Arthrofibrosis is defined as a complication of injury or trauma where an excessive scar tissue response leads to painful restriction of joint motion, with scar tissue forming within the joint and surrounding soft tissue spaces and persisting despite rehabilitation exercises and stretches. Scarring adhesions has been described in most major joints, including knees, shoulders, hips, ankles, and wrists.
Excessive Scar Tissue:
Excessive scar tissue is a serious medical condition that can occur from a number of causes and can affect a variety of parts of the human body. Scar tissue consists of contracted connective tissue that is fibrous as well as dense. When someone suffers from an excess in the build up of scar tissue, they can experience extreme pain, immobility and arthritis in the joints. Excessive scar tissue can cause limping, heat, swelling, popping, grating or weakness. And sometimes the fibrosis only occurs in part of the joint, so pain and stiffness may only be felt during certain activities. This condition which is still a large mystery to the medical community can cause silent problems and no pain at all, which complicate matters even more.
Unfortunately, arthrofibrosis is a condition which is poorly visualized by imaging techniques such as MRI scanning, so while it may be used to confirm whether scar tissue has built up on the soft tissue in the joint, surgeons are more likely to study the movement and history in their diagnosis.
Postarthroscopic Arthrofibrosis of the Shoulder:
Arthrofibrosis after shoulder surgery can be challenging to treat. Certain factors, including diabetes and history of keloid formation, predispose patients to the development of postoperative arthrofibrosis. Etiologies include rotator cuff repair, labral repair, capsulorrhaphy, shoulder arthroplasty, and proximal humerus fracture fixation. Systematic evaluation with thorough history and physical examination is essential to determine the proper treatment and to counsel patients on expectations for recovery. Nonoperative treatment focused on physical therapy is the first step in management. Manipulation under anesthesia may be an effective treatment for failure of physical therapy regimens in idiopathic adhesive capsulitis, however it is less successful in cases of postsurgical adhesions. In cases of postoperative stiffness, treatment options include arthroscopic and open capsular releases. Adequate postoperative pain control and adherence to a rigorous physical therapy regimen are integral to the success of surgical release. Surgical treatment is effective in the majority of patients with postsurgical arthrofibrosis.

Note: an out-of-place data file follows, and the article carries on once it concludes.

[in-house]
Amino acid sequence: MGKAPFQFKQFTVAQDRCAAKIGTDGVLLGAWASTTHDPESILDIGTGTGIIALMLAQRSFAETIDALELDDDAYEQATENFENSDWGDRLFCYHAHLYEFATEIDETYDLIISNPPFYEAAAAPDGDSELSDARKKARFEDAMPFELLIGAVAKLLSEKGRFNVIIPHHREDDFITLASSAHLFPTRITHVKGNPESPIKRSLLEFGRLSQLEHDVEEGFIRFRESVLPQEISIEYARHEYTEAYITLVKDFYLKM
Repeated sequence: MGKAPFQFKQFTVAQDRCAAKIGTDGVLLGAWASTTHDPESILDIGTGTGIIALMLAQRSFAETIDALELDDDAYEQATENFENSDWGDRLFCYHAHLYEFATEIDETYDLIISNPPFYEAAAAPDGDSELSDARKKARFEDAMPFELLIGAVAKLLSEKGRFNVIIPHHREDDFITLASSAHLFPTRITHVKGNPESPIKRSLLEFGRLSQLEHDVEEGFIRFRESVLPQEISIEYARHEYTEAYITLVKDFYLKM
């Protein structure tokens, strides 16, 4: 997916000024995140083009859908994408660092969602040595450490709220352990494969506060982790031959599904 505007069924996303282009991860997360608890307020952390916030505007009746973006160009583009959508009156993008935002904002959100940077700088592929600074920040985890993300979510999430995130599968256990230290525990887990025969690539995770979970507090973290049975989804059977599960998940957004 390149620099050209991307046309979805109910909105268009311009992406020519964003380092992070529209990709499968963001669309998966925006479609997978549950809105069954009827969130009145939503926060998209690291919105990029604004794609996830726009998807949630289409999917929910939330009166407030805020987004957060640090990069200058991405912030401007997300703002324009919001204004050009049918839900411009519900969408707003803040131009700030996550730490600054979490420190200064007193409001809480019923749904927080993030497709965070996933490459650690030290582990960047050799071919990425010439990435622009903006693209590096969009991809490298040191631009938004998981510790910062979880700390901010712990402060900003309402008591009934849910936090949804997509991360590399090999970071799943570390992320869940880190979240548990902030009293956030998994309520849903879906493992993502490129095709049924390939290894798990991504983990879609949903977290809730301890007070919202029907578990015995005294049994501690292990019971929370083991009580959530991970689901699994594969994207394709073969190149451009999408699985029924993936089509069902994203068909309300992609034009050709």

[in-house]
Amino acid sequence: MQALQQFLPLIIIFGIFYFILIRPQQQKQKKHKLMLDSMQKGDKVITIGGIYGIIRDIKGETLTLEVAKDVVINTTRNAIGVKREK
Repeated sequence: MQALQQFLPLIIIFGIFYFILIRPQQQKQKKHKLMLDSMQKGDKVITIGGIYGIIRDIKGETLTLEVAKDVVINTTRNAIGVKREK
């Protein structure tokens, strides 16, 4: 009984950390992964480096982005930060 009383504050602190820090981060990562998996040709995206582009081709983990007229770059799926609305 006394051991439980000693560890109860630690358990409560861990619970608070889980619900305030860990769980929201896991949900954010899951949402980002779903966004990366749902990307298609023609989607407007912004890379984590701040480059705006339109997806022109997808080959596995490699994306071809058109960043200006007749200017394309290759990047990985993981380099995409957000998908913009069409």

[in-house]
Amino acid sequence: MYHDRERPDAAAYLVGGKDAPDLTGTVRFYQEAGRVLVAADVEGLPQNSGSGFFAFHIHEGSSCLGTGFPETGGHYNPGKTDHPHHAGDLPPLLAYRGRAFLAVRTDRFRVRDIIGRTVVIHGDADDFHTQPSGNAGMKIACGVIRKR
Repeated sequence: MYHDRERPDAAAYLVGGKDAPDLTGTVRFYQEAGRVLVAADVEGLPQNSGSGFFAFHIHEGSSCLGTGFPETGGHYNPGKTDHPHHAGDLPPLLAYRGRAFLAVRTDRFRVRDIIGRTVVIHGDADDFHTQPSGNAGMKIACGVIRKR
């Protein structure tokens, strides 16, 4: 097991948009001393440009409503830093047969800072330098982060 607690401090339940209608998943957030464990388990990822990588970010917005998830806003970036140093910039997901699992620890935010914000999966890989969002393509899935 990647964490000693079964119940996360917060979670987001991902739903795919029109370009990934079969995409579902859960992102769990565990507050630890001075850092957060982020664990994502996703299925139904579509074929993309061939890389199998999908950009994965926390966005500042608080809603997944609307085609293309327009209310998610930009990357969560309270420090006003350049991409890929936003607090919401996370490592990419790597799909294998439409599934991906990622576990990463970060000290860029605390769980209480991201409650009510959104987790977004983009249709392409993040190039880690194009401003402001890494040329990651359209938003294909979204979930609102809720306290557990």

Arthrofibrosis of the Knee:
Arthrofibrosis of the knee has been one of the more studied joints as a result of its frequency of occurrence.
Arthrofibrosis is one of the most common complications after total knee arthroplasty with an overall incidence of approximately 10%. Nevertheless, published data are rare and clinical trials mostly include small and heterogeneous patient series resulting in controversial conclusions.
Beyond origins such as knee injury and trauma, arthrofibrosis of the knee has been associated with degenerative arthritis. Scar tissues can cause structures of the knee to become contracted, restricting normal motion. Depending on the site of scarring, knee cap mobility and/or joint range of motion (i.e. flexion, extension, or both) may be affected. Symptoms experienced as a result of arthrofibrosis of the knee include stiffness, pain, limping, heat, swelling, crepitus, and/or weakness. Clinical diagnosis may also include the use of magnetic resonance imaging (or MRI) to visualize the knee compartments affected.
The consequent pain may lead to the cascade of quadriceps weakness, patellar tendon adaptive shortening and scarring in the tissues around the knee cap, with an end stage of permanent patella infera, where the knee cap is pulled down into an abnormal position where it becomes vulnerable to joint surface damage.
Prevention and Treatment:
Patients who are recognized as developing arthrofibrosis may improve motion with appropriately directed physical therapy, corticosteroid injections, non-steroidal anti-inflammatory drugs, and cryotherapy. In many instances, however, as fibrosis has set in, surgical intervention is necessary. Specialized arthroscopic lysis of adhesions knee procedures such as anterior interval releases may be indicated and utilized to great success, in the hands of an appropriately trained specialist.
Prevention of arthrofibrosis by sufficient analgesia and early physiotherapy remains the best treatment option for painful stiffness after knee arthroplasty.
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